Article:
The Radcliffe Red List of Endangered Crafts

 

Coachbuilding and wagon making

 

The making of horse-drawn vehicles such as coaches and carriages (‘coachbuilding’) or wagons (‘wagon making’ or ‘wainwrighting’).

 

Status Critically endangered
Craft category  Vehicles
Historic area of significance  UK
Area currently practised  UK
Origin in the UK
Minimum no. of craftspeople required
Current no. of trainees 2
Current no. of skilled craftspeople 1-5
Current total no. of craftspeople 1-5 (in two businesses)

 

History

Coach building‘Traditional coachbuilding’ refers to the making of complete horse-drawn vehicles such as coaches and carriages. (In contrast, ‘contemporary coachbuilding’ refers to the making of the bodies of automobiles, and also to making such things as bespoke buses and horseboxes, and is not covered by this research).

‘Wagon making’ refers to the making horse-drawn wagons, including ship wagons, bow wagons, bowtop wagons and gypsy caravans.

Wagon making at Mike Rowland and Son, Wheelwrights, Colyton, Devon. Photo: Greg Rowland

 

Techniques

 

Local forms

 

Sub-crafts

 

Issues affecting the viability of the craft

  • Market issues: The market for newly-built vehicles is small – primarily for private drivers and private collections. The wedding market is growing, but usually favours the cheaper Eastern European import.
  • Market issues: Changing tastes – in the 1980s there was a demand for brewers drays which has now disappeared.
  • Market issues: Farm wagons are not worth the amount they cost to repair (value of £3-4000 compared with £7-8000 to repair), so very few people are repairing them and so there aren’t many wagons left. This will eventually turn a corner and wagons will become so rare that their value will increase and the demand will rise.
  • Foreign competition: The main threat is competition from Eastern Europeans, particularly Poland, making at very low cost – this has completely knocked the bottom out of the English-made coach market. A new Eastern European vehicle costs approximately £8,000, while an English one costs about £30,000. The cheap pound is helping, but won’t last forever.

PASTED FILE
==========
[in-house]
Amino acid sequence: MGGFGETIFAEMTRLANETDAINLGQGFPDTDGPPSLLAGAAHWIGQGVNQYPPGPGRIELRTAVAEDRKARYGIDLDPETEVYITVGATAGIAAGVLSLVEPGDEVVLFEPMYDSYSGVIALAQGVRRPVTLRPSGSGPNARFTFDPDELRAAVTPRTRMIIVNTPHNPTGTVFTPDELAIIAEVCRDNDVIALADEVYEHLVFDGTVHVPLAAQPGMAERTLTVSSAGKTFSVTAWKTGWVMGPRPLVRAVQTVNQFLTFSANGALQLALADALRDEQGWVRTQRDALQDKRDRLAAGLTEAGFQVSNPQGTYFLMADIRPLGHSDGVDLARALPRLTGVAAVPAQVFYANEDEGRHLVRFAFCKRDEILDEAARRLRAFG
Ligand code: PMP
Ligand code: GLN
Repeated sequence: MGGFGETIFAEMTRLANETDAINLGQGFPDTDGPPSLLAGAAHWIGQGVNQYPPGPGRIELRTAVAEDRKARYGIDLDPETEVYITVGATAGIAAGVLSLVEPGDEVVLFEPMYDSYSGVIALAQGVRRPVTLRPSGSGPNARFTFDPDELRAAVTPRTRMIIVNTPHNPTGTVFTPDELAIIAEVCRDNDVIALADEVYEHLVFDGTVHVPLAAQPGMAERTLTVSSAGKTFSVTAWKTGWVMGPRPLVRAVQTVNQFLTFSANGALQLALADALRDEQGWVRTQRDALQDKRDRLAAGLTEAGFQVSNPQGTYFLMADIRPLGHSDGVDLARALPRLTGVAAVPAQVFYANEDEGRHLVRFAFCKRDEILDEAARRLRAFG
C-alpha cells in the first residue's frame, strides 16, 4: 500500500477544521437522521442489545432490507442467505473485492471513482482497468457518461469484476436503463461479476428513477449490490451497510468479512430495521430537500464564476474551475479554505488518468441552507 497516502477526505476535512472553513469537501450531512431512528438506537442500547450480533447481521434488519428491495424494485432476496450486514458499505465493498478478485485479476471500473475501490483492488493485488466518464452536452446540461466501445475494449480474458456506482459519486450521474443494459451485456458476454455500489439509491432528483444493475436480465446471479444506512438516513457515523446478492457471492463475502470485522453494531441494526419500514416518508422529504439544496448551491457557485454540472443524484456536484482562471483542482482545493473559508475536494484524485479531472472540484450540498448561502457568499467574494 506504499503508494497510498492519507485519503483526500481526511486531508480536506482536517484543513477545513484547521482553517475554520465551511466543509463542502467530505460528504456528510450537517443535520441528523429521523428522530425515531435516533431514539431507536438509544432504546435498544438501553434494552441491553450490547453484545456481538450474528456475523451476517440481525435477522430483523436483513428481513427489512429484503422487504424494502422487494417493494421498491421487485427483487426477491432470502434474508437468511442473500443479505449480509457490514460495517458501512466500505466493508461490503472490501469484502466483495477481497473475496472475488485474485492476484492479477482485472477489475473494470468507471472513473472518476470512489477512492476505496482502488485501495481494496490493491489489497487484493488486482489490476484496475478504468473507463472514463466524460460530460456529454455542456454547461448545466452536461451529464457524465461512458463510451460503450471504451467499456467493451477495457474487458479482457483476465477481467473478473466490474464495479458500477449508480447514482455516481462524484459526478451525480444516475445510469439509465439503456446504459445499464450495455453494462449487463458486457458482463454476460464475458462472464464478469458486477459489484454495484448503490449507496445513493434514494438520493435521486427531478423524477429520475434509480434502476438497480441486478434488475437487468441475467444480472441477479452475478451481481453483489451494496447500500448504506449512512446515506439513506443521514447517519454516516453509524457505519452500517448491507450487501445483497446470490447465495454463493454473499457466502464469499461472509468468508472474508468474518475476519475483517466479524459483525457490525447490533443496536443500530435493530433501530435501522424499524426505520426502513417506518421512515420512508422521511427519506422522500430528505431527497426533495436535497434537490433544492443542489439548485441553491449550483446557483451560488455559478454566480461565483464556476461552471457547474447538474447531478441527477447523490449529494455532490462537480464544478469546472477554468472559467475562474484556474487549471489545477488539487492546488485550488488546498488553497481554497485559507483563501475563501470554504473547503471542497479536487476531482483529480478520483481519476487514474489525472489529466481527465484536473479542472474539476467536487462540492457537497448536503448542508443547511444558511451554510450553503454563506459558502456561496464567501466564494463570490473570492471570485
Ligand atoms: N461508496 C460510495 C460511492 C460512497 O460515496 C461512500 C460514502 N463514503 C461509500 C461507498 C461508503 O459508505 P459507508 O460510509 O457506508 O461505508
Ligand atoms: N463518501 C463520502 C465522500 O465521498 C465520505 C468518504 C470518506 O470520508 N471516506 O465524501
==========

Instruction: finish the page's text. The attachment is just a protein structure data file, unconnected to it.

• Loss of skills: Today, most coachbuilding work is restoration. Very few people buy new English vehicles – they either buy English vehicles to repair, or new Eastern European vehicles. The skills that are most in danger of dying out are those needed to make a new vehicle from start to finish – restoration is relatively easy because the bits are there for you, but it’s very difficult to make a new vehicle from scratch.
  • Loss of skills: The skills that are most in danger of dying out are those needed to make a new vehicle from start to finish. The main market for coachbuilding is in restoration – very few people buy new English vehicles, they either buy English vehicles to repair, or new Eastern European vehicles. Most wheelwrights can repair a wagon (how it always was), but there are perhaps 3-4 places who can make wagons from scratch.
  • Dilution of skills: There is a huge issue with the dilution of skills. Anyone can buy a workshop and call themselves a coachbuilder or a wagon maker, without necessarily having much experience or skill.
  • Business rates: Need big workshop to fit the vehicles in, so business rates are very high.

 

Support organisations

 

Craftspeople currently known

  • Mike Rowland & Son – wheelwrights and coachbuilders. Based in Colyton, Devon. Have one apprentice.
  • Crofords Coachbuilders – wheelwrights and coachbuilders. Based in Ashford, Kent.

 

Other information

The traditional progress of the craft was from wheelwright to wainwright to coachbuilder. The work of a wainwright is not as fine as that of a coachbuilder, with fewer trimmings etc. There are currently two wheelwrighting apprentices – one working with Mike Rowland & Son (coachbuilders and wheelwrights), and the other working with Phill Gregson (wheelwright and wagon maker)

 

References